Bioorthogonal chemistry has allowed the study of biomolecules in living systems with minimal structural perturbations to the molecules under investigation. In the field of lipid research, this has allowed for the study of lipid uptake and processing, whilst minimising artefacts on their biology resulting from pendant detectable groups. To allow the study of unsaturated free fatty acids in live cells, we here report the use of sterculic acid, a 1,2-cyclopropene containing oleic acid analogue, as a bioorthogonal probe. We here show that this lipid can be readily taken up by dendritic cells without toxic side-effects, and that it can subsequently be visualised in live cells using an inverse electron-demand Diels-Alder (IEDDA) reaction with quenched tetrazine fluorophores. Furthermore, this reaction can be integrated into a multiplexed bioorthogonal reaction workflow by combining it with two sequential copper-catalysed Huisgen ligation reactions. This allows for the study of multiple biomolecules in the cell simultaneously by multimodal confocal imaging.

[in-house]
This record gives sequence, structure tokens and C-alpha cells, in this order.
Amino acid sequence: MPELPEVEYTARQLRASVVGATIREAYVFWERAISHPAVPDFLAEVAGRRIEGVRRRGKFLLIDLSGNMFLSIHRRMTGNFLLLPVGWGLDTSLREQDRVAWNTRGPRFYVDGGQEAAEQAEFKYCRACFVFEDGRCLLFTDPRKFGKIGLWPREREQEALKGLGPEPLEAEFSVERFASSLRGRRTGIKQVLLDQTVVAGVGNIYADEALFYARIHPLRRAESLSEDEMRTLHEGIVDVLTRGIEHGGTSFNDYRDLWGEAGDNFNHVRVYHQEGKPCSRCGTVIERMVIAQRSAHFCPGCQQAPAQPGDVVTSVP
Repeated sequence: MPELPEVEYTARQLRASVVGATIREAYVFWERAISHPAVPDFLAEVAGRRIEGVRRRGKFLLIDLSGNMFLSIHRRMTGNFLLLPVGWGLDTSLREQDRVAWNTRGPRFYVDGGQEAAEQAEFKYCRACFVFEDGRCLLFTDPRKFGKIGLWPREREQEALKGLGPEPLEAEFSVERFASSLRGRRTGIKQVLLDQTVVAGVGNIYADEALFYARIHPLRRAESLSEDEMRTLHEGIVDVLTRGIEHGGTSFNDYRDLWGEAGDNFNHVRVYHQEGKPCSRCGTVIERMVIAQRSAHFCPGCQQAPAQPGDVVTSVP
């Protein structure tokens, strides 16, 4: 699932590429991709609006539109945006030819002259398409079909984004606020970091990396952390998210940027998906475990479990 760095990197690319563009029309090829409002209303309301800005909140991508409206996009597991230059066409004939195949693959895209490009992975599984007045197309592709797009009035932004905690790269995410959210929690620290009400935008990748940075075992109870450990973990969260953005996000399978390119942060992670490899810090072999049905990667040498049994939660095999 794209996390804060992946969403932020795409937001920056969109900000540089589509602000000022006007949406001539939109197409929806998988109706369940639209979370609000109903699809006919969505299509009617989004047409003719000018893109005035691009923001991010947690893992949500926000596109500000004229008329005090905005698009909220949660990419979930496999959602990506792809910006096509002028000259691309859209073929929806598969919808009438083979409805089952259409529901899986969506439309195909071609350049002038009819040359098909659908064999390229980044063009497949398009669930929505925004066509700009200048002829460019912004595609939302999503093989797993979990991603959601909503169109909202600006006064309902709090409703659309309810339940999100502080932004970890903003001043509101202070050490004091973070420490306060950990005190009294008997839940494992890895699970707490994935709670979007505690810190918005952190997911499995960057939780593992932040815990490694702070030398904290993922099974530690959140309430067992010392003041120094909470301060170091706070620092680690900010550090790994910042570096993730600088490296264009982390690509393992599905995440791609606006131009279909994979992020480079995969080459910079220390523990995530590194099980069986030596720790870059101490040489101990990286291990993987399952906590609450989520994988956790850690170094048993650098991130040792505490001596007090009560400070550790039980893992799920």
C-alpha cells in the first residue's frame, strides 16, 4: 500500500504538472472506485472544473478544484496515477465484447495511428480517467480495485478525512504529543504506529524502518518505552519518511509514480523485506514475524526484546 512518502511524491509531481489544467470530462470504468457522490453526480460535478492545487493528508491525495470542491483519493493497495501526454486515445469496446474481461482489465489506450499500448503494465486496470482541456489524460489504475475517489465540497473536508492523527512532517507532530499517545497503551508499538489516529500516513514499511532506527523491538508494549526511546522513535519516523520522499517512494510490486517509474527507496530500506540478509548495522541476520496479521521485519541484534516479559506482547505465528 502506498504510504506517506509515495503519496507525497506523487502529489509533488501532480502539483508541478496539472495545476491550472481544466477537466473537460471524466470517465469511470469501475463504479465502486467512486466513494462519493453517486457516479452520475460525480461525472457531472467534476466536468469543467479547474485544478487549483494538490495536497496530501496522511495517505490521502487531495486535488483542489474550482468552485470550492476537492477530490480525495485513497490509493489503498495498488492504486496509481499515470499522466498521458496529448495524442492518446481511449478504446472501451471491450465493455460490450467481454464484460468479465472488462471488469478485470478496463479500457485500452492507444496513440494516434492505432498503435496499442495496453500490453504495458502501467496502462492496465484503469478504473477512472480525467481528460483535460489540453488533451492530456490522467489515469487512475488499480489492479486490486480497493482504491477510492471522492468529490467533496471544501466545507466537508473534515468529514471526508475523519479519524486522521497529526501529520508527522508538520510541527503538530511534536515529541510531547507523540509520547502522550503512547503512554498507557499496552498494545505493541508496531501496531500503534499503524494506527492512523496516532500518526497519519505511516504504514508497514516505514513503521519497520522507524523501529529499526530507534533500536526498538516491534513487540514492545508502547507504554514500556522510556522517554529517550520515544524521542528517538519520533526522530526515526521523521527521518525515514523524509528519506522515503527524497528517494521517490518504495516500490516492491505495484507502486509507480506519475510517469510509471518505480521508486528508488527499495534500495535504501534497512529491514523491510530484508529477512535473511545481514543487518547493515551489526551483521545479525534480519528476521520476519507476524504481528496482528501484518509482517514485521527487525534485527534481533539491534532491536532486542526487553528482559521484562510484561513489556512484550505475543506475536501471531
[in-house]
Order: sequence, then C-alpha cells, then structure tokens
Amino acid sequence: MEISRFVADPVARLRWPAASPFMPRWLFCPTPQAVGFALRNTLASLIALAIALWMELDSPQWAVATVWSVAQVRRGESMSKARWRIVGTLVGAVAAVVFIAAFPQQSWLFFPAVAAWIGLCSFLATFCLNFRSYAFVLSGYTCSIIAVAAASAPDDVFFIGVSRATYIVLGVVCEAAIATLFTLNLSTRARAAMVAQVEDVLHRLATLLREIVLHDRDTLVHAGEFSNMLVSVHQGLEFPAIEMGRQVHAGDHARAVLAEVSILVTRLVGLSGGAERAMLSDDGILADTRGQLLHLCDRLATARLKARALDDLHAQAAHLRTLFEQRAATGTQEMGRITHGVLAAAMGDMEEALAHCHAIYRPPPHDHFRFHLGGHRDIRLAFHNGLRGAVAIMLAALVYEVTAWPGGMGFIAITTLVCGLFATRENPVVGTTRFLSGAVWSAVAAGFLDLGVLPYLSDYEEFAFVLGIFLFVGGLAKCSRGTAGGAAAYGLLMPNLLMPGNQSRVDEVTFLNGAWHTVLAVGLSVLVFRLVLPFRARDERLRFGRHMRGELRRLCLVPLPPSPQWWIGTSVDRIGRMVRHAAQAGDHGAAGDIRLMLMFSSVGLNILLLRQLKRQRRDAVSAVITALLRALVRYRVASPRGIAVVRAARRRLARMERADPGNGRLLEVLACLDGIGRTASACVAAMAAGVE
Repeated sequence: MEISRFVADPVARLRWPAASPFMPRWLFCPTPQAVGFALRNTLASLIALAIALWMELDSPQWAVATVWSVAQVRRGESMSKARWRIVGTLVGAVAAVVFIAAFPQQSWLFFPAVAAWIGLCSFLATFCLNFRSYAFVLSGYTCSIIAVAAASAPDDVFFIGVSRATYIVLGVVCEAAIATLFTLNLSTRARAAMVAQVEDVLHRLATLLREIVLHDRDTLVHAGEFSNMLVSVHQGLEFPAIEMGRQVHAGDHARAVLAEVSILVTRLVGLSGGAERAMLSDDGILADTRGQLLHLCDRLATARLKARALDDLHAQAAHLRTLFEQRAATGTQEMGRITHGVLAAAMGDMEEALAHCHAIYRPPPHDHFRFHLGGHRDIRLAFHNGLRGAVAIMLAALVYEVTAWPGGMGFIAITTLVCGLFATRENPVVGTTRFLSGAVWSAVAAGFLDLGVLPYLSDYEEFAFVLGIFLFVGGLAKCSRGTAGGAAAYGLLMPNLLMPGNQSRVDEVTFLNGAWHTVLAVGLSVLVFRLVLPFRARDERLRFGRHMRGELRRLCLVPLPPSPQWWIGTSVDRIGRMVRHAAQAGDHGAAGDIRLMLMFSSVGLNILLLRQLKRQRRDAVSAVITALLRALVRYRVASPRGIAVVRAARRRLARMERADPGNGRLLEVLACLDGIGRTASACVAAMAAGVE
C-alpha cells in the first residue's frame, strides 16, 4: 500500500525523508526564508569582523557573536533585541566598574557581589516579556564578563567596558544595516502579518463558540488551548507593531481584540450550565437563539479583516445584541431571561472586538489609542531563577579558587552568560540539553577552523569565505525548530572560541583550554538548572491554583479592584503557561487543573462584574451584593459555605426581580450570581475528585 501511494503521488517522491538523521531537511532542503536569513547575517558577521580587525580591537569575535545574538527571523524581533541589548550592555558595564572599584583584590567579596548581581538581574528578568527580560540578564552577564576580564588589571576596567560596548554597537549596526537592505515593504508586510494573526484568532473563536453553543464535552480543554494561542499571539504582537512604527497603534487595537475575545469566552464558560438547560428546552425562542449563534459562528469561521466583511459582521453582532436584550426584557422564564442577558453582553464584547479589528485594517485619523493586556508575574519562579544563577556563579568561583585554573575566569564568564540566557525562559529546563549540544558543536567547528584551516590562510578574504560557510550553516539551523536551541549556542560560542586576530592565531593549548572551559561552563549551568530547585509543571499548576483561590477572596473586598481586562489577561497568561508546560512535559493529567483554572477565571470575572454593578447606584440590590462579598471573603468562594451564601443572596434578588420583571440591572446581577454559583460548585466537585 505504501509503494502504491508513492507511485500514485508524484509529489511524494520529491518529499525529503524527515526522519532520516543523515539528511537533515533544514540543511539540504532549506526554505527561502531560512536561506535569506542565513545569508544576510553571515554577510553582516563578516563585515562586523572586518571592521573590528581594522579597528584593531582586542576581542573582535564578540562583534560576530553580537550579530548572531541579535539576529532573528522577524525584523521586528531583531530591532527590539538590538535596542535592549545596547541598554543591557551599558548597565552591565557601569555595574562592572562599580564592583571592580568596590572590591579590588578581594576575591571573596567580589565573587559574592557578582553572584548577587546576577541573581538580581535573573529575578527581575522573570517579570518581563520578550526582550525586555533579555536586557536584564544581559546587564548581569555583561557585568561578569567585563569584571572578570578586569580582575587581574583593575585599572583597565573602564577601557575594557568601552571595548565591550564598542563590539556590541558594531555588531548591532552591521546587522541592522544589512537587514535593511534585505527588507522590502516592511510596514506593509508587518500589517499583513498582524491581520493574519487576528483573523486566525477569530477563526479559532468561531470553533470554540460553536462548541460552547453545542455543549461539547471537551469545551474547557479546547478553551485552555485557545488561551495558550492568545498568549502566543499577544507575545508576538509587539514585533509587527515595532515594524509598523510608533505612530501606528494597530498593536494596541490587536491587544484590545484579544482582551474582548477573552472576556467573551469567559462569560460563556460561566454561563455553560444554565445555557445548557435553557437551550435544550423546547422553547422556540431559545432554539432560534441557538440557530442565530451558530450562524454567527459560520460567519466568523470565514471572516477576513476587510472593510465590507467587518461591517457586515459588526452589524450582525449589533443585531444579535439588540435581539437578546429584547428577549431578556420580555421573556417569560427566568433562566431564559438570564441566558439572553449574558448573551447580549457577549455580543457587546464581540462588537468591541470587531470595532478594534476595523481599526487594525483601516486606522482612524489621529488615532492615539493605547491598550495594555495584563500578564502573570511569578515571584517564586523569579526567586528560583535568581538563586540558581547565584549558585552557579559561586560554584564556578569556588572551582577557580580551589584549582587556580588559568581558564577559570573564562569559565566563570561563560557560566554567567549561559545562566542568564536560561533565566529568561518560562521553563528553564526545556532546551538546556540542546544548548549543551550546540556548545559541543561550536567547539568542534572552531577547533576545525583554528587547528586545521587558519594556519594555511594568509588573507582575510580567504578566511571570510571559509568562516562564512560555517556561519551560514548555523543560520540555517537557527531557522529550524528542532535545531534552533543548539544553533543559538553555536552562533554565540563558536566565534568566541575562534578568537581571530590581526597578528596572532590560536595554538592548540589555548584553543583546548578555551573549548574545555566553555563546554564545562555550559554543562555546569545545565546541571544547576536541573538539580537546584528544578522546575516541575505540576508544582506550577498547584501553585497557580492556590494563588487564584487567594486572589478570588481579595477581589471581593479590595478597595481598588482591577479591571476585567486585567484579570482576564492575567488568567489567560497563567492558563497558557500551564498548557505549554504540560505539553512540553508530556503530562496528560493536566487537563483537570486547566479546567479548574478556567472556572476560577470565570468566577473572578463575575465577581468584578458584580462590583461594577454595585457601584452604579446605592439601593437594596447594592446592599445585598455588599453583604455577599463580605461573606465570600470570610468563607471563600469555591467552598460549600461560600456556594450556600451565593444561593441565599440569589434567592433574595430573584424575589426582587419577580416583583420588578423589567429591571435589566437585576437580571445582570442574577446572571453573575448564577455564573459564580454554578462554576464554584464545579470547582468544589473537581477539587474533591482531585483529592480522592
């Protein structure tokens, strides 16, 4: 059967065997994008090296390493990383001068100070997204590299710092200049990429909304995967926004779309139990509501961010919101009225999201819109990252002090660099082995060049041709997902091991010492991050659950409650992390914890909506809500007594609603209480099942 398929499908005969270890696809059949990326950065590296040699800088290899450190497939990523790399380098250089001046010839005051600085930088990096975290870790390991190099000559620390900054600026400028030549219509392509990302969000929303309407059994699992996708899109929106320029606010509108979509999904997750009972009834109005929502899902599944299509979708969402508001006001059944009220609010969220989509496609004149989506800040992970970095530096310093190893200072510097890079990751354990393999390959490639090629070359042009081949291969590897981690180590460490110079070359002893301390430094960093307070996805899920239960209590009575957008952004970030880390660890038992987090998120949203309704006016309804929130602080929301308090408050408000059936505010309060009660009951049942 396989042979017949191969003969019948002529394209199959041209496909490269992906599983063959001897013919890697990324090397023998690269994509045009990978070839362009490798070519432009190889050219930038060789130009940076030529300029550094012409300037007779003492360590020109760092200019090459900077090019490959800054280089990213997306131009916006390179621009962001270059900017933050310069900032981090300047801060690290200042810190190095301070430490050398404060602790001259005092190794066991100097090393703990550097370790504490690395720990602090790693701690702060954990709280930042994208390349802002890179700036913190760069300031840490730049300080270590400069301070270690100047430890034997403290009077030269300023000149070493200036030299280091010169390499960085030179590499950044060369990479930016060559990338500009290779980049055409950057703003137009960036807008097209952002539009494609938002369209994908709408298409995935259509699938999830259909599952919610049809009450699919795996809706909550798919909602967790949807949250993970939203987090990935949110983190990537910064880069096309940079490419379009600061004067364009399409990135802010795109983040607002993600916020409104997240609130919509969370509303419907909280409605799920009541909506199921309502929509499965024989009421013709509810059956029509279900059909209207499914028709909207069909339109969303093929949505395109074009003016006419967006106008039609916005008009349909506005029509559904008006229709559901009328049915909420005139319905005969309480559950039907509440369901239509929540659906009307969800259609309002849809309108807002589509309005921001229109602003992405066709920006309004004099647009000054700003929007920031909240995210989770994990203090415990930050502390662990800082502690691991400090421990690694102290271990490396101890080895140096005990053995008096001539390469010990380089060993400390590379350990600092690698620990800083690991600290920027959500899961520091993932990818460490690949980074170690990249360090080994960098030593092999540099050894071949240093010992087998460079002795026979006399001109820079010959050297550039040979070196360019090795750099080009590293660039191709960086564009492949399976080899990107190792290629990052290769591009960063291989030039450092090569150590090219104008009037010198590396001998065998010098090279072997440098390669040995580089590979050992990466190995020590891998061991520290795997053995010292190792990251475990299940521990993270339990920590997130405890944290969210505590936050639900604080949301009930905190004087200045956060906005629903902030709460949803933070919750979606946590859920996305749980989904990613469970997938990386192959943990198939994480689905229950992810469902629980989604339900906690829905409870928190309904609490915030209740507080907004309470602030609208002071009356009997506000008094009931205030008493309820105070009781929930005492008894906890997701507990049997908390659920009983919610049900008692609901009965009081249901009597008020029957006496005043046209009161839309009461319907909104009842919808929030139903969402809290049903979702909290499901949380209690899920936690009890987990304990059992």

Supplementary figures and experimental and analytical information